Parasite trickery

In honor of April Fool's Day we highlight some of the tricks that parasites play on hosts - not only one day a year, but especially worthy of recognition today

Every year, on April 1, homes, offices and the internet are filled with pranks and hoaxes. Even the most skeptical individuals can be tricked on this day. We thought we’d honor this annual tradition by highlighting some of the most unusual antics that parasites employ to hoodwink their hosts:

  1. The tongue-eating louse: The parasitic isopod, Cymothoa exigua, has an unusual way of life. It lives in the mouth of fish – and actually removes the fish’s tongue, so that it can take its place. The isopod attaches itself to where the tongue used to be and feeds of the host’s blood and mucus. It can be found in several species of reef fishes – both in the Atlantic and Pacific Oceans. It’s quite a disguise!
Isopod parasite (Cymothoa exigua) disguised as a fish tongue. Image from Guadeloupe.
  1. Swimming crickets: Freshwater hairworms infect crickets, but require freshwater to mate, oviposit (lay eggs), and produce infective stages. So how do hairworms get from land-dwelling crickets into freshwater? They actually trick crickets into jumping into freshwater by manipulating their attraction to light. Once crickets are in water, the hairworms emerge. Don’t worry though – the crickets can recover and go on to live long, healthy lives and produce offspring of their own.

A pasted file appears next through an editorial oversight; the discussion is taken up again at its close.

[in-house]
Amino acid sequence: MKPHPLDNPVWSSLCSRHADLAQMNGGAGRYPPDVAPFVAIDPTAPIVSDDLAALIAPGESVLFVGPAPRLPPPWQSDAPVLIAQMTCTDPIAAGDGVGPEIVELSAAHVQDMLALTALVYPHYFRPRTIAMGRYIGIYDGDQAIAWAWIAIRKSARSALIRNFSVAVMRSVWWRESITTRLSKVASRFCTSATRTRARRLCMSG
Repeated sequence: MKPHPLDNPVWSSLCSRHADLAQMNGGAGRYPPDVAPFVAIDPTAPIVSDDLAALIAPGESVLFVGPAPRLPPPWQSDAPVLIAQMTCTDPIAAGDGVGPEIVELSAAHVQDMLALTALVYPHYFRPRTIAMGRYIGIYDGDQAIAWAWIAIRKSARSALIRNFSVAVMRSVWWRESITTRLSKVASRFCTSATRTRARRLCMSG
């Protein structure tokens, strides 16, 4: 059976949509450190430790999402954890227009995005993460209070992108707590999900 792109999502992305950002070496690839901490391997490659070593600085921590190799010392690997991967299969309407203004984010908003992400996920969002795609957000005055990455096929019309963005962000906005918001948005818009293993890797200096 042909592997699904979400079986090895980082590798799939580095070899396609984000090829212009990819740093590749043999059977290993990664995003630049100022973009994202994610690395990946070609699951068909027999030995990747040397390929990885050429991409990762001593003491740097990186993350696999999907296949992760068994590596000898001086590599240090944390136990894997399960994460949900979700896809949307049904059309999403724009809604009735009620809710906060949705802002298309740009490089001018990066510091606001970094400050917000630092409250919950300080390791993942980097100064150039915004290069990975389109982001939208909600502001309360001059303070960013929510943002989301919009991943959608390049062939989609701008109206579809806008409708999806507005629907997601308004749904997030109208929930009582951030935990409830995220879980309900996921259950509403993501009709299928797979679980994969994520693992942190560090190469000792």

2. Hiding in plain site: Several parasites live within their hosts – but to do so for any period of time, they must develop strategies to evade recognition and destruction by immune cells. Trypanosomes change their appearance by switching the antigens they display, constantly switching surface antigens and avoiding detection. Immature schistosome eggs avoid detection from macrophages through some unknown secretions. There are many strategies to avoid detection and destruction but all allow parasites to evade the immune system while profiting from resources within the host.
  3. Zombie ants: Lastly, we couldn’t not mention the amazing antics of Ophiocordyceps fungal parasites. This diverse parasitic genus infects invertebrates but also alters the behavior of its hosts.  The fungus can manipulate the behavior of ants to increase its chances of being passed on. Infected ants will crawl up vegetation and grip onto stems before the fungus grows fruiting bodies and is released. This helps the fungus spread to new hosts and disperse across the forest.
    Ant with Cordyceps Fungus. Nicaragua. Image credit.


    The tricks that these parasites employ are only a fraction of the amazing behaviors that parasites use to evade host immunity and find ways to spread. Happy April Fool’s Day!

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